The likely move to a Labour government at the next general election gives coach and bus much to consider, blurred in the meantime by change to its ministerial representative at an unhelpful point via Rishi Sunak’s reshuffle.
The sector and bodies acting for it are thus now tasked with building their case with the newcomer – now revealed to be Guy Opperman MP – and taking forward largely positive work with Richard Holden, while at the same time positioning the industry to work with a new government later.
While bus was generally most prominent in Mr Holden’s engagement with the sector, he had a more constructive grasp of coaches than did his predecessor, particularly surrounding decarbonisation and PSVAR. It must be hoped that Mr Opperman continues in such a vein, and that the same approach translates to the new government.
Notwithstanding the current administration’s unpredictability, playing the political game ahead of the election has already started. Labour seems keen to work collaboratively, although its favour of bus franchising will gravely trouble some members of the sector.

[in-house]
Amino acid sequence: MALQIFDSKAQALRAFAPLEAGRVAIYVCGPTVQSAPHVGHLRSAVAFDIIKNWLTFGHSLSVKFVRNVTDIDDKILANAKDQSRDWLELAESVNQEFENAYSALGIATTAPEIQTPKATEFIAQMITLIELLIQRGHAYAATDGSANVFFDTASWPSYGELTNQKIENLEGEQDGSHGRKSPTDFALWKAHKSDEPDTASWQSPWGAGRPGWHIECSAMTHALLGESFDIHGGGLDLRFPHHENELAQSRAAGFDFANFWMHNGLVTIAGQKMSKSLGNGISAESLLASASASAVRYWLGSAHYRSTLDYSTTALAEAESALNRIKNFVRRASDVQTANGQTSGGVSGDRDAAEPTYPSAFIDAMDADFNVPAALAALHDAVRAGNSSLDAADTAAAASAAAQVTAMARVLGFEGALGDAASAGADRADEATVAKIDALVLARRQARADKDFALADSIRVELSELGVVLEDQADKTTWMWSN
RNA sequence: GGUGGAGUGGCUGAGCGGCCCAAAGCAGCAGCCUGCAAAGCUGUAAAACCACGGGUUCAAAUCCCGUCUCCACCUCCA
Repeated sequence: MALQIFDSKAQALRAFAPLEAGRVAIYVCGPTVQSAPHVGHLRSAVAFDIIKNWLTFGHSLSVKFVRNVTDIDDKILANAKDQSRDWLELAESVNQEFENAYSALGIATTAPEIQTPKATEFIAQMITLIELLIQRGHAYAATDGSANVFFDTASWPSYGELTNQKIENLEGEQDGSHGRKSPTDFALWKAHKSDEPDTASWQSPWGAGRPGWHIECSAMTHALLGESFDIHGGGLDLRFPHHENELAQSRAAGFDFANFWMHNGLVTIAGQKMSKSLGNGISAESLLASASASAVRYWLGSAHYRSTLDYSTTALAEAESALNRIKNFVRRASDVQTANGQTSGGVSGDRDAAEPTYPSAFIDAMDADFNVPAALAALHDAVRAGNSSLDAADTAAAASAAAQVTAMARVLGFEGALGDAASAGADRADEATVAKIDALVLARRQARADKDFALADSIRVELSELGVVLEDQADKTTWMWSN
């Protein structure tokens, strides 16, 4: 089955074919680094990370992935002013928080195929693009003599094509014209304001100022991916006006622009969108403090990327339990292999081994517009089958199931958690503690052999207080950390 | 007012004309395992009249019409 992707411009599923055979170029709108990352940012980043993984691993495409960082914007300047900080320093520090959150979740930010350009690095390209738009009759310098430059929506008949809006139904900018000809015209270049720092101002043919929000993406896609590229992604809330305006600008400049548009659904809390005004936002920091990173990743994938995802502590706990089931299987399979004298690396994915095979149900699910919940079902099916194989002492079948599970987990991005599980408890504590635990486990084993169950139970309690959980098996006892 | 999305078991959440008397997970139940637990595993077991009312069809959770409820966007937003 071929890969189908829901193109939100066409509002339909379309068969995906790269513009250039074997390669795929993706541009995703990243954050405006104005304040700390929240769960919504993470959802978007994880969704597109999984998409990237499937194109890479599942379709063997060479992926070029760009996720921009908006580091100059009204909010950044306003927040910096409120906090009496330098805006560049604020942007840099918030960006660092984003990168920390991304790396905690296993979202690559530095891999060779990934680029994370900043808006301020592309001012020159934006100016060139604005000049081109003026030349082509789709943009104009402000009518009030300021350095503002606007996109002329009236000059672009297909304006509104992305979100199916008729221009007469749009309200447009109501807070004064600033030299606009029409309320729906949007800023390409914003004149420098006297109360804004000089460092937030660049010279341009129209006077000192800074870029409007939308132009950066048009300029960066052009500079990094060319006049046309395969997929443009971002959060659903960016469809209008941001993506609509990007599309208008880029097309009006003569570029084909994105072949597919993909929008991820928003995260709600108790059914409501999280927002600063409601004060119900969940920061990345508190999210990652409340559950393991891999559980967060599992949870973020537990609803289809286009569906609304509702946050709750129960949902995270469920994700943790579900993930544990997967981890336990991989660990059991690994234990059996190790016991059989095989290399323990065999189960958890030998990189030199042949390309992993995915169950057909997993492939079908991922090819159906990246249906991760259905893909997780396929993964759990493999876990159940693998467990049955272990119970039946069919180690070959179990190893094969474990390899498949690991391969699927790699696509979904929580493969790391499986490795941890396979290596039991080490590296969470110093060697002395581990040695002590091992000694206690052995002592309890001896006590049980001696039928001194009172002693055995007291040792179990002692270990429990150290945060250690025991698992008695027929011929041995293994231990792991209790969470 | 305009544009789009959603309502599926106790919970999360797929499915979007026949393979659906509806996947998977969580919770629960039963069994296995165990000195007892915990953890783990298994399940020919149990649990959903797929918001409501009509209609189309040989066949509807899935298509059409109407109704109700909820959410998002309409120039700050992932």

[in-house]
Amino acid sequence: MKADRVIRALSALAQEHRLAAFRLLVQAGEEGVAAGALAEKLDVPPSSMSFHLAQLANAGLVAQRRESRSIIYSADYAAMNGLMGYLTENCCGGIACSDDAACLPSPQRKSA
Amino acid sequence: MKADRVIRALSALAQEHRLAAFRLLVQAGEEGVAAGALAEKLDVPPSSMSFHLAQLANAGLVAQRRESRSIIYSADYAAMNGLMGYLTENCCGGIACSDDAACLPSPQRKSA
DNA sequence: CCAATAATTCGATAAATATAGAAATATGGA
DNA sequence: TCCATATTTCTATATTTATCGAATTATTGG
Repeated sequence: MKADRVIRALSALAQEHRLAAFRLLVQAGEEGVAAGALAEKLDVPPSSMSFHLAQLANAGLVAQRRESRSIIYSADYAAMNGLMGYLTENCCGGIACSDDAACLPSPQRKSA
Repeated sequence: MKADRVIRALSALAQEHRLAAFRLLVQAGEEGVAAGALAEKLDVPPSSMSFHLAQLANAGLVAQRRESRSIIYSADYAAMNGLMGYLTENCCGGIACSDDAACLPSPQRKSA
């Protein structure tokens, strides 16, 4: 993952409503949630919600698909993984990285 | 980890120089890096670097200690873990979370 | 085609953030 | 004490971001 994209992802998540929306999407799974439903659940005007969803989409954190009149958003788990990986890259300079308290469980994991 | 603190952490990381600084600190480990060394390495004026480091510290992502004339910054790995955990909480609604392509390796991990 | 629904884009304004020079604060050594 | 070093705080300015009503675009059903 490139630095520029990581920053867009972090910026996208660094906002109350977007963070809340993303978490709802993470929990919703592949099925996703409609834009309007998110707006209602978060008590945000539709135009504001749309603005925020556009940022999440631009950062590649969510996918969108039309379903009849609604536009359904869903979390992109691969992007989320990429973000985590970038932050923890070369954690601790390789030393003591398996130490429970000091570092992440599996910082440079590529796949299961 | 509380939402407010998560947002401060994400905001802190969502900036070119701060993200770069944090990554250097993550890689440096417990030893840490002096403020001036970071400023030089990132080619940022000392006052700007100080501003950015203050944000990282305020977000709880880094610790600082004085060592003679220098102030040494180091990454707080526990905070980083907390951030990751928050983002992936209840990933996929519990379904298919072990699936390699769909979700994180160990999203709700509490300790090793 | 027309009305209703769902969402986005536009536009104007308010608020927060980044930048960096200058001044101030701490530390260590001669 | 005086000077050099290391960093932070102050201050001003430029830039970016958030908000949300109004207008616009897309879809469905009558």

On a wider level, Labour makes promising noises about Apprenticeship Levy reform. Equally relevant is a parallel belief that apprenticeships may not be ideal for all careers with a skills shortage, and that a streamlined approach to funding and training would sometimes do better.
The Conservatives, meanwhile, have shown more interest in bus of late, and inclusion of coach in a call for evidence on infrastructure for zero-emission heavy vehicles is welcome.
Regardless of the colour of the next government, political engagement to influence the future must continue – on every level.